A new metal-organic-framework (MOF) based sensor for the explosive, trinitrophenol (TNP or picric acid), is reported by scientists at the Indian Institute of Technology, Guwahati, India.
MOFs have been studied for a variety of potential uses, including as sensors. The size and electronic properties of their pores can make MOFs sensitive to particular compounds and these features can be readily modified. In their paper, Mostakim SK and Shyam Biswas describe a MOF formed from Zr(IV) and the ligand 4,4′-(benzoĳc]ĳ1,2,5]thiadiazole-4,7-diyl)dibenzoic acid (H2BTDB). The as-synthesised material, [Zr6O4(OH)4(BTDB)6]·8H2O·6DMF, is activated by stirring with methanol and heating under vacuum, removing water and DMF from the pores. This activated MOF is strongly luminescent both in the solid state and in organic solvents.
Luminescence is quenched in the presence of TNP, an explosive commonly used in the production of fireworks, landmines and matches. Other uses include: as an antiseptic and to treat burns, in metallurgy and in the dyeing industry. Shock or friction can cause dry TNP to explode so it is usually stored wet for safety reasons. TNP is also mutagenic and/or carcinogenic and its presence in the environment as a result of industry is problematic. Current detection methods for TNP and other related explosive compounds have low selectivity and are not portable.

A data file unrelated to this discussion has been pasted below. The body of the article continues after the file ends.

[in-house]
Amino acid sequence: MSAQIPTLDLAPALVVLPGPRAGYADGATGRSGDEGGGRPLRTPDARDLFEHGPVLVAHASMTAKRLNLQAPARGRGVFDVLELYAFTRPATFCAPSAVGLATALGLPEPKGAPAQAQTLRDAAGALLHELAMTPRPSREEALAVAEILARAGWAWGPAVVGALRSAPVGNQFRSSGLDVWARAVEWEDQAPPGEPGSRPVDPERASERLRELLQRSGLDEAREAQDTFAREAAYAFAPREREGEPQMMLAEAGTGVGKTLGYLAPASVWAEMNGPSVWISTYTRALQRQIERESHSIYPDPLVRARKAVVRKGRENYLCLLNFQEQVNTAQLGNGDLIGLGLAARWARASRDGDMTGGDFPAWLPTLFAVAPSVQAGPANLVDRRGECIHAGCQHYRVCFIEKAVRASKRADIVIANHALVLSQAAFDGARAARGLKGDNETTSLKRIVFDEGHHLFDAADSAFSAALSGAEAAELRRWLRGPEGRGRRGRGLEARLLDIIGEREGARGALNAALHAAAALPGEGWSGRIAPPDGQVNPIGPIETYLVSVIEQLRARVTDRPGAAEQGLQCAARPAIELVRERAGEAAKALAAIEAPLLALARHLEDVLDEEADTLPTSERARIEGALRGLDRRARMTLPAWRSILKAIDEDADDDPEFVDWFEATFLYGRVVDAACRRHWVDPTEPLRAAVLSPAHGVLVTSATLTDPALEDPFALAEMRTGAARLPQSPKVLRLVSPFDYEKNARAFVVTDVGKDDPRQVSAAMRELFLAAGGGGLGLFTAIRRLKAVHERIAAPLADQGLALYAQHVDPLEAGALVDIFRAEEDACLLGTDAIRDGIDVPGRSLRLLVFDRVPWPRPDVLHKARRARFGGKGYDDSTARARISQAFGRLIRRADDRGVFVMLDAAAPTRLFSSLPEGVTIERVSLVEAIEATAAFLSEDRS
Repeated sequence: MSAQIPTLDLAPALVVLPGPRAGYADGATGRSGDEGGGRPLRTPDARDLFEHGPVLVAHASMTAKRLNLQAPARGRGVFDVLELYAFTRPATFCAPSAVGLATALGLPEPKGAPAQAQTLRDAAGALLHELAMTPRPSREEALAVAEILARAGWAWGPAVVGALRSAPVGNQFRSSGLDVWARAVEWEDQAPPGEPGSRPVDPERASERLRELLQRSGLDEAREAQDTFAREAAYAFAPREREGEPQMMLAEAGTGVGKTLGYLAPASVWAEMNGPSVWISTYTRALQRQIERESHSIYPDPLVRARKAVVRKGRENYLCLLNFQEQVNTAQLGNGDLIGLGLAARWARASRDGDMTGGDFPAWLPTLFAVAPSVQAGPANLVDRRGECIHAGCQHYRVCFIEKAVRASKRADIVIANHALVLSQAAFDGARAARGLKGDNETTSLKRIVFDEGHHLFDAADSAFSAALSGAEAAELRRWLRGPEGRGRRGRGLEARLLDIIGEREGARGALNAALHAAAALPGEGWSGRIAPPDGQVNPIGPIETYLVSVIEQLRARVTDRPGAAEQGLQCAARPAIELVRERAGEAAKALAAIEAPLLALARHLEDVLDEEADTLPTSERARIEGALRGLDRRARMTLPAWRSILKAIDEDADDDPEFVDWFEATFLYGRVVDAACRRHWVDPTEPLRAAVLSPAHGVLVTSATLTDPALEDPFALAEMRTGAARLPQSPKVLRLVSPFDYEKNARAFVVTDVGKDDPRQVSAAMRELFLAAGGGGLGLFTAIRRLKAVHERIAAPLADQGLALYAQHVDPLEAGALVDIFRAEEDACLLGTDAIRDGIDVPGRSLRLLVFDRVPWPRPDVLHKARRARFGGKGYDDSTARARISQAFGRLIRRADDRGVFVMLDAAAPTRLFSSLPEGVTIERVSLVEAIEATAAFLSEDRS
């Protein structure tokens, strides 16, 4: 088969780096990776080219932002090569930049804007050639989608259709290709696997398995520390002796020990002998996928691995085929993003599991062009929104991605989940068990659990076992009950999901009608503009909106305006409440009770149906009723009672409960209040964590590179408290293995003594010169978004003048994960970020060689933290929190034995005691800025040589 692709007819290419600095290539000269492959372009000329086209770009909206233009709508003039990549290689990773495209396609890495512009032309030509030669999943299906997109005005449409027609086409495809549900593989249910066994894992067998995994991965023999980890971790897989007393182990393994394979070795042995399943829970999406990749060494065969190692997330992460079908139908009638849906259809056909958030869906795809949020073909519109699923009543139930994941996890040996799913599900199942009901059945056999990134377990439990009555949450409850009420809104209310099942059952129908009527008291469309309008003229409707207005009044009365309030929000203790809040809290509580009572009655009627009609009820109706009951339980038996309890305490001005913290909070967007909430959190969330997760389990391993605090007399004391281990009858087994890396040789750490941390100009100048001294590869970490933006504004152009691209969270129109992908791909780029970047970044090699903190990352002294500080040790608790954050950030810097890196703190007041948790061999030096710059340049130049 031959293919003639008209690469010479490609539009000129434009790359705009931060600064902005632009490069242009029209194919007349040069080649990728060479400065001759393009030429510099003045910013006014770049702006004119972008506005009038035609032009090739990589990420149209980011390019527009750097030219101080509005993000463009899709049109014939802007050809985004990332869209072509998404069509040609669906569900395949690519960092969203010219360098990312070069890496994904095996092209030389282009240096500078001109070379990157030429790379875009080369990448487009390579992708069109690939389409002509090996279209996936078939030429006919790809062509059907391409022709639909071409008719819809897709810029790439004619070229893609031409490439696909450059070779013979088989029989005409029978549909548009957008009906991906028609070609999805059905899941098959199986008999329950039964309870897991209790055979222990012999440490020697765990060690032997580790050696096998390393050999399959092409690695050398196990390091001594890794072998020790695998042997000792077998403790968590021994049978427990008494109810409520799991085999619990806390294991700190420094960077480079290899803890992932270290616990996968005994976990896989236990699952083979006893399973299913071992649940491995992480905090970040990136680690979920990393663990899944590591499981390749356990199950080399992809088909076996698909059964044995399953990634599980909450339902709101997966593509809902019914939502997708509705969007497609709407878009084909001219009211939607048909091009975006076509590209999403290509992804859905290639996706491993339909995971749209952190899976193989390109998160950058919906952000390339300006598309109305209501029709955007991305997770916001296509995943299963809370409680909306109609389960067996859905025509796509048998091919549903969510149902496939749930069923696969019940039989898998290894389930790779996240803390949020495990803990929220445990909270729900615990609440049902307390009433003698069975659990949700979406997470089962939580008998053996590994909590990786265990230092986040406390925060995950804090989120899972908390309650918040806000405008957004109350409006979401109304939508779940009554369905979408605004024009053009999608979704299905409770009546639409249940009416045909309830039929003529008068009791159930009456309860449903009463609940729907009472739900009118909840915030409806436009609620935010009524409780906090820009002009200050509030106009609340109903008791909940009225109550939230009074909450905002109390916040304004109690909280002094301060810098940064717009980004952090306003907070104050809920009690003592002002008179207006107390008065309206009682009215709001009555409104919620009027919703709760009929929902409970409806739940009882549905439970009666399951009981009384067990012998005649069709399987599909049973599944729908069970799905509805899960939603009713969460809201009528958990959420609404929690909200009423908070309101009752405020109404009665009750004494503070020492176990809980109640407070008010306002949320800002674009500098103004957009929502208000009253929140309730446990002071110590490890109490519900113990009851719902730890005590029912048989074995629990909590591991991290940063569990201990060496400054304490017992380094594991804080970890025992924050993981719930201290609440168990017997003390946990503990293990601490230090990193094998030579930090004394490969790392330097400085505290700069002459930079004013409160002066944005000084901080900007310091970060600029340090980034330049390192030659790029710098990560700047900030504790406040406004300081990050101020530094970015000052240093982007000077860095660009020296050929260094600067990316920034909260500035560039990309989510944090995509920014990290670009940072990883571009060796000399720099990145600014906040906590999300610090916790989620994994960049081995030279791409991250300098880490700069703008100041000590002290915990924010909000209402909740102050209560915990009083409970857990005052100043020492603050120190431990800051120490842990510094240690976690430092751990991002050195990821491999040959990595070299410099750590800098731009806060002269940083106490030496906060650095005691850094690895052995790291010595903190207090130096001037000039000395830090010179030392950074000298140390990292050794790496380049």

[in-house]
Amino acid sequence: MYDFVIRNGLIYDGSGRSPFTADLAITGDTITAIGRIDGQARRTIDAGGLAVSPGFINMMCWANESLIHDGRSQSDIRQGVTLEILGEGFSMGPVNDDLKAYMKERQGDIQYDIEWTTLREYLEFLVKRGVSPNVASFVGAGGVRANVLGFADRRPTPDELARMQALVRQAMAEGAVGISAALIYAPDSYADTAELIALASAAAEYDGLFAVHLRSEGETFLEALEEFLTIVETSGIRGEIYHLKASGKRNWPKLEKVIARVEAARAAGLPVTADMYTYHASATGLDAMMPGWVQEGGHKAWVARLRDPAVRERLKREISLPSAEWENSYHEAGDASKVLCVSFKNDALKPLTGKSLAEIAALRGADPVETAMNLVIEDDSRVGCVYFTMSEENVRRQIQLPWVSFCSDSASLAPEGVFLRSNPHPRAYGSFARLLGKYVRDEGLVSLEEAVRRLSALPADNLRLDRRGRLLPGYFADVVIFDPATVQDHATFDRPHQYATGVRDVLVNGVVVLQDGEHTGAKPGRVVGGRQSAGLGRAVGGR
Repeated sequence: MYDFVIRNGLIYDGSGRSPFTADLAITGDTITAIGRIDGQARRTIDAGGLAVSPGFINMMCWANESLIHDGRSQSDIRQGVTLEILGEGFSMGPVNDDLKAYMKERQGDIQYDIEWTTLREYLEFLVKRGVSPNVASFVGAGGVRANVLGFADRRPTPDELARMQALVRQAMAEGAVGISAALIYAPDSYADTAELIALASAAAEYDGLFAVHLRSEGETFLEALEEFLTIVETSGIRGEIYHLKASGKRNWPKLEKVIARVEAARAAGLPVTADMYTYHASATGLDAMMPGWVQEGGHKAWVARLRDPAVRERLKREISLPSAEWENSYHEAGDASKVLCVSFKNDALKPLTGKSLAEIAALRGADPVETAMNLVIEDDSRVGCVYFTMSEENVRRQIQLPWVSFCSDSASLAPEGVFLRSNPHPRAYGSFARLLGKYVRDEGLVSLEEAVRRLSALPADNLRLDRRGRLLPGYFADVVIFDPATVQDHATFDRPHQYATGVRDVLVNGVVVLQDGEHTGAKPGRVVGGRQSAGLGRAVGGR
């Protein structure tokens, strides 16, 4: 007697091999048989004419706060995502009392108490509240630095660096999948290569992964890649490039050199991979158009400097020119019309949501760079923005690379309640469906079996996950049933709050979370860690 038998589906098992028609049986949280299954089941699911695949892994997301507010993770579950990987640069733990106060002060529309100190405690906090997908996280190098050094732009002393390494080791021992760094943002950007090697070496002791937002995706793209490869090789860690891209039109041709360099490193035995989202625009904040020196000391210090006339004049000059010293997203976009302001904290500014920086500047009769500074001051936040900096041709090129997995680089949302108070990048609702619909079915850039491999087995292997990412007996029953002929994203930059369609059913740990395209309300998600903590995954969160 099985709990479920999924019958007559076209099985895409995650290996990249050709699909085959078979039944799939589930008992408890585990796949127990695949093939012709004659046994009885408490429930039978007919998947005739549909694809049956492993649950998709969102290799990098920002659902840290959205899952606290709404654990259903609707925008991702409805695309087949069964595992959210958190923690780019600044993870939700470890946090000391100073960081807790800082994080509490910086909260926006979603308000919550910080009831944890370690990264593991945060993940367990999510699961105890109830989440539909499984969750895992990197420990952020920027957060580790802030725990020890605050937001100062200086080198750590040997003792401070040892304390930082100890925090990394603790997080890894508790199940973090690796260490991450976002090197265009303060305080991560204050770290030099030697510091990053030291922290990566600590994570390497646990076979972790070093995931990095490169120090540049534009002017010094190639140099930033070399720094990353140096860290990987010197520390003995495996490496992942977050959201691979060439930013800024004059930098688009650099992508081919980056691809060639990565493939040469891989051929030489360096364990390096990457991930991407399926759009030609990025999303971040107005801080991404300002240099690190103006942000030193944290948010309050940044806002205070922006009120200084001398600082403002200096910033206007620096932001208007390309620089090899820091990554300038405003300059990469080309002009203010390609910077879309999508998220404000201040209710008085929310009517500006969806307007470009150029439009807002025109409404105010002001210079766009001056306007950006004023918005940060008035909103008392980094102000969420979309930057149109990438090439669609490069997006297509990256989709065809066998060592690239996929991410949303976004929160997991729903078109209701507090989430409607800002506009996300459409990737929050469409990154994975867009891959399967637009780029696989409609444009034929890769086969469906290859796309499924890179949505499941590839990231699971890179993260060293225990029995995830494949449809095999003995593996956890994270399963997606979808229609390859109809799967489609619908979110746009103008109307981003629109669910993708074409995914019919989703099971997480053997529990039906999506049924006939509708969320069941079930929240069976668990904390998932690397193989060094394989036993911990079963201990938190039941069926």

Schematic representation of the selective sensing of TNP
This new MOF not only allows detection of TNP at levels as low as 1.63 × 10−6 M, but is also selective for TNP in the presence of other similar compounds such as trinitrotoluene (TNT). The MOF is also photostable and reusable and therefore has potential for use as a portable TNP sensor in practical situations. The authors are now investigating other potential sensors based on luminescent MOFs using related ligands.
For more information, see the full paper here:
A thiadiazole-functionalized Zr(IV)-based metal–organic framework as a highly fluorescent probe for the selective detection of picric acid
Mostakim SK and Shyam Biswas
CrystEngComm, 2016, Advance Article
Gwenda Kyd has a PhD in metallocarborane chemistry from the University of Edinburgh. Other research work includes the spectroscopic study of the structure of glasses and organometallic electron-transfer reactions and the preparation of new inorganic phosphors. She has recently published a book on chemicals from plants.